Date: 2022–03
  9. By: Christian Reiner (Research Office, Lauder Business School, Austria)
    Abstract: The Great Recession in 2008/09, COVID-19 pandemic, the war in Ukraine and the proliferation of protectionist policies have resulted not only in a stagnation, but in a retreat of globalisation. This paper identifies four factors in order to understand the ultimate causes of the current crisis of globalisation: distributional effects, Rodrik's trilemma, the absence of a hegemon and the rejection of the logic of hyperglobalisation in the global South. Whether the future will be more or less globalised depends, beside political power, on the ambivalent effects and interplay of digitization and climate change.
    Keywords: Globalisation; political economy; Rodrik's trilemma; democracy; distribution
    Date: 2022–09
  10. By: Qu, Chunzi (Dept. of Business and Management Science, Norwegian School of Economics); Bang, Rasmus Noss (Dept. of Business and Management Science, Norwegian School of Economics)
    Abstract: In 2022, the EU finds itself in the midst of an energy crisis due to the outbreak of the war between Russia and Ukraine and has to accelerate its path to energy independence. Part of the EU’s strategy is to double down on the transition to a renewable-intensive energy system. However, this has raised concerns about whether the EU risks swapping one type of energy dependence for another, namely fuel import dependence for metal import dependence. This paper investigates to what extent the EU would rely on metal imports if it is to execute its current energy plan, and whether a nuclear-intensive electricity production system could be a better option. When compared to today’s electricity mix, we find that a renewable-intensive electricity mix will increase the overall energy security in the EU – the reduction in fuel import dependence more than compensates for the increase in metal import dependence. However, we also find that a nuclear-intensive electricity mix can increase the overall energy security in the EU even further. When compared to a renewable-intensive electricity mix, a nuclear-intensive mix does not only have lower metal import requirements in terms of volume and value, but also reduces risk of bottleneck problems related to rare earths and silicone. Still, even with a nuclear-intensive energy mix, the EU will still rely on metal imports, and face potential bottleneck risks in terms of chromium.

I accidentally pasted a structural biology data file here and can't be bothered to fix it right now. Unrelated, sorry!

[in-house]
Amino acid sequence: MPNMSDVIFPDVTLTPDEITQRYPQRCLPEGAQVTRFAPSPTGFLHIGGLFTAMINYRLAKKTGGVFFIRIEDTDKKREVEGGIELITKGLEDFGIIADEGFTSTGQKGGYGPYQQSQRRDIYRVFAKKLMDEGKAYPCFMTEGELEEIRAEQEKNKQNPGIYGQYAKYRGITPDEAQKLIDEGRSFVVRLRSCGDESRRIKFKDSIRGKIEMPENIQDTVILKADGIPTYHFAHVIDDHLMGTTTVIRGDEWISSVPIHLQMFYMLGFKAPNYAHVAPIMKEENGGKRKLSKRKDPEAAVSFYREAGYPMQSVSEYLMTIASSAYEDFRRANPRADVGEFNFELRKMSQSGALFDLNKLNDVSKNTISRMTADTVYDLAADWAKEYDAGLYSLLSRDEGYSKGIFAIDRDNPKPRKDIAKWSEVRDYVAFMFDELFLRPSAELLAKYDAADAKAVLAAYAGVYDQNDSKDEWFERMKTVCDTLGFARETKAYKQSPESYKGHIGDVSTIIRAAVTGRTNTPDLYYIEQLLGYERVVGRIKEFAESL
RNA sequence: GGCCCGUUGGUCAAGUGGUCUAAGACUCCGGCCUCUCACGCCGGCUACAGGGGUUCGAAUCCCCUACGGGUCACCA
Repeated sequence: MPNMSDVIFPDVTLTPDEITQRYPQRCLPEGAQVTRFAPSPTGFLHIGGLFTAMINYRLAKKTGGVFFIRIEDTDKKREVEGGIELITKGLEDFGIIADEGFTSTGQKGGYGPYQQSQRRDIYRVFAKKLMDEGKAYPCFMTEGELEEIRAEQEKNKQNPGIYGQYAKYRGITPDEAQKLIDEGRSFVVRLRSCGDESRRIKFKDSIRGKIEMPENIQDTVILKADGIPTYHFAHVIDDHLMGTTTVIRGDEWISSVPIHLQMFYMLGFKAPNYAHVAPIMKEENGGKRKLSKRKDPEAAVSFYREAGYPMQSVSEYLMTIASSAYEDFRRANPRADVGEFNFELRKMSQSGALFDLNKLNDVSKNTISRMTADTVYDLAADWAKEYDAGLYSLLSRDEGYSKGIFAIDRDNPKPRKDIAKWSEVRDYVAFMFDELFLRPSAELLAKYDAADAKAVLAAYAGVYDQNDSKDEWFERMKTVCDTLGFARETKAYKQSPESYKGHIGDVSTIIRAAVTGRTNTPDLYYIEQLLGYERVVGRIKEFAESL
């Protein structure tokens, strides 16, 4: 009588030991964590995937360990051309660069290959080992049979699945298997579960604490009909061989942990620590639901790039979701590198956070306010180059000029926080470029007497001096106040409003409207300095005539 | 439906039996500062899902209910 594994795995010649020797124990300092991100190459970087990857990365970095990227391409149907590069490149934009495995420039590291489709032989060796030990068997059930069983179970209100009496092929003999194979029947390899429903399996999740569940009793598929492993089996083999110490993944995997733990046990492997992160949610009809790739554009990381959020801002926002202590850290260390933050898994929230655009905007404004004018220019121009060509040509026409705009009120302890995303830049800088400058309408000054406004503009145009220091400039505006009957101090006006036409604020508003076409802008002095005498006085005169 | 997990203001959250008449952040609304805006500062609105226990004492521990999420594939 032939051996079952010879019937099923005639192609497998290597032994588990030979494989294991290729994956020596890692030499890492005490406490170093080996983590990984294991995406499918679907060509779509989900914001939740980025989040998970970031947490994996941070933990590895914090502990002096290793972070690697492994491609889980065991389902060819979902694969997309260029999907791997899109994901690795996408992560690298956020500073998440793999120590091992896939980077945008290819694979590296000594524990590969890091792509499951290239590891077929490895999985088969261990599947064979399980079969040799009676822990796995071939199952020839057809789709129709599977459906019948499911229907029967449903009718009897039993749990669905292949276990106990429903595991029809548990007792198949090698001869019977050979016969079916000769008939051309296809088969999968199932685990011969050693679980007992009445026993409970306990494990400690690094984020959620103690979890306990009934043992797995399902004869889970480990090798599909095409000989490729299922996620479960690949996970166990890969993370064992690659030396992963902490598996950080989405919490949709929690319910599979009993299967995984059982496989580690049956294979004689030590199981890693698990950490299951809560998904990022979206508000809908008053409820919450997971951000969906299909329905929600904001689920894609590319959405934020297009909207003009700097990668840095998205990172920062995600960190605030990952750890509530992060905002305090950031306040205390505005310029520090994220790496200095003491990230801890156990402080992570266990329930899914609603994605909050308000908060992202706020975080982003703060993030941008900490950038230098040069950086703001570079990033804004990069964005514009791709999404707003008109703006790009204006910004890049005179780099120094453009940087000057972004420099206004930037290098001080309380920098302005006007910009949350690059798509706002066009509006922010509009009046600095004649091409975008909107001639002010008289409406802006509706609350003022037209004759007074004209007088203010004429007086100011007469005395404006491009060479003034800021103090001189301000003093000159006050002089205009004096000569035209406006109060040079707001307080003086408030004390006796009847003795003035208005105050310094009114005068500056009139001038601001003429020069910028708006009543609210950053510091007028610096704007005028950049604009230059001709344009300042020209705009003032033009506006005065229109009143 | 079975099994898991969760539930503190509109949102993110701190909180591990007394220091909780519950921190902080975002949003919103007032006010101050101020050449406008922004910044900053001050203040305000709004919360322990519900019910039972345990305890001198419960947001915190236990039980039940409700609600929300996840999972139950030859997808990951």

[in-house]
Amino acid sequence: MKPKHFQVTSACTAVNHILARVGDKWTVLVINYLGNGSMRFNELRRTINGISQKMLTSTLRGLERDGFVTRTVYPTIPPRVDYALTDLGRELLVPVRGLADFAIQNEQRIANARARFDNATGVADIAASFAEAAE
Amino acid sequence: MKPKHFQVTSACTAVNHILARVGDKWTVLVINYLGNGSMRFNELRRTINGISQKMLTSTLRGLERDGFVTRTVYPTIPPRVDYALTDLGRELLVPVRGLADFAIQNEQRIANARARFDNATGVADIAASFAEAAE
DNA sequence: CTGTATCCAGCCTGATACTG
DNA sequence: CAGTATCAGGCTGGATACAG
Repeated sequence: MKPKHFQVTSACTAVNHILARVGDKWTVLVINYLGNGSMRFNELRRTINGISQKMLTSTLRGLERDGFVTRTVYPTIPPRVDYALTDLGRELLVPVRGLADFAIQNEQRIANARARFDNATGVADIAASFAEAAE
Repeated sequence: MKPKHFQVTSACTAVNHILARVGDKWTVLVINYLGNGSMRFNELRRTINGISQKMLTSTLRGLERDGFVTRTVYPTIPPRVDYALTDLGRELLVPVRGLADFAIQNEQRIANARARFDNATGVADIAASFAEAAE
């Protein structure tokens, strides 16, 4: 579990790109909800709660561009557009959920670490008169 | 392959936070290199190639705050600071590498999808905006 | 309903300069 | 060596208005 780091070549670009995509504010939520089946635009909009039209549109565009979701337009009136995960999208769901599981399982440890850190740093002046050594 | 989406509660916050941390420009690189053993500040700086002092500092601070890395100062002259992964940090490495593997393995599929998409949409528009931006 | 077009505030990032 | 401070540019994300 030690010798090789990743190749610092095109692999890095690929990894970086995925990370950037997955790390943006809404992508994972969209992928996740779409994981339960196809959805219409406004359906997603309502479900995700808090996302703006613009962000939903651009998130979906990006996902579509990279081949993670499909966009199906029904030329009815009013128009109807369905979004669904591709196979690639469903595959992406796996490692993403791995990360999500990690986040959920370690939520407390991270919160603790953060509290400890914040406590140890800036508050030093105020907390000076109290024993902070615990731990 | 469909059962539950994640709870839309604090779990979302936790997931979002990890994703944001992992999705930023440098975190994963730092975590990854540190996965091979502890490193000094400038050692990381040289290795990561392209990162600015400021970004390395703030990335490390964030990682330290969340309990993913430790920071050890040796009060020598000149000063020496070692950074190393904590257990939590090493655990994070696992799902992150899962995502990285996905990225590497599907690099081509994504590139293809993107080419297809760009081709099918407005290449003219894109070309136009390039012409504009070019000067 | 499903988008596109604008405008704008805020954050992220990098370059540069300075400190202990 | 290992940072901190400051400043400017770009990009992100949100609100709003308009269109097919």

Keywords: Energy policy; Energy security; Mineral security; Renewable energy; Nuclear energy; Ukraine crisis
    JEL: Q28 Q43 Q47 Q48 Q54 Q56
    Date: 2022–12–28
  11. By: Cooper, Luke
    Abstract: This report offers a summary analysis of the acute economic challenges facing the Ukrainian war effort and critically reviews the current policy agenda of the Government of Ukraine. Ukraine’s success in the war to date is reflective of popular support for the war-effort. Citizens are willing to mobilise and sacrifice to protect the country’s democratic public authority from its military overthrow by Russia. Despite serious social and economic problems, this has hitherto allowed Ukraine to avoid the societal collapse and state fragmentation, which are major risks to Ukraine’s ability to win the war. To mitigate these risks, it is recommended that the Ukrainian government adopt a policy of social partnership and aim to achieve full employment, so that all resources can be directed to support the war-effort.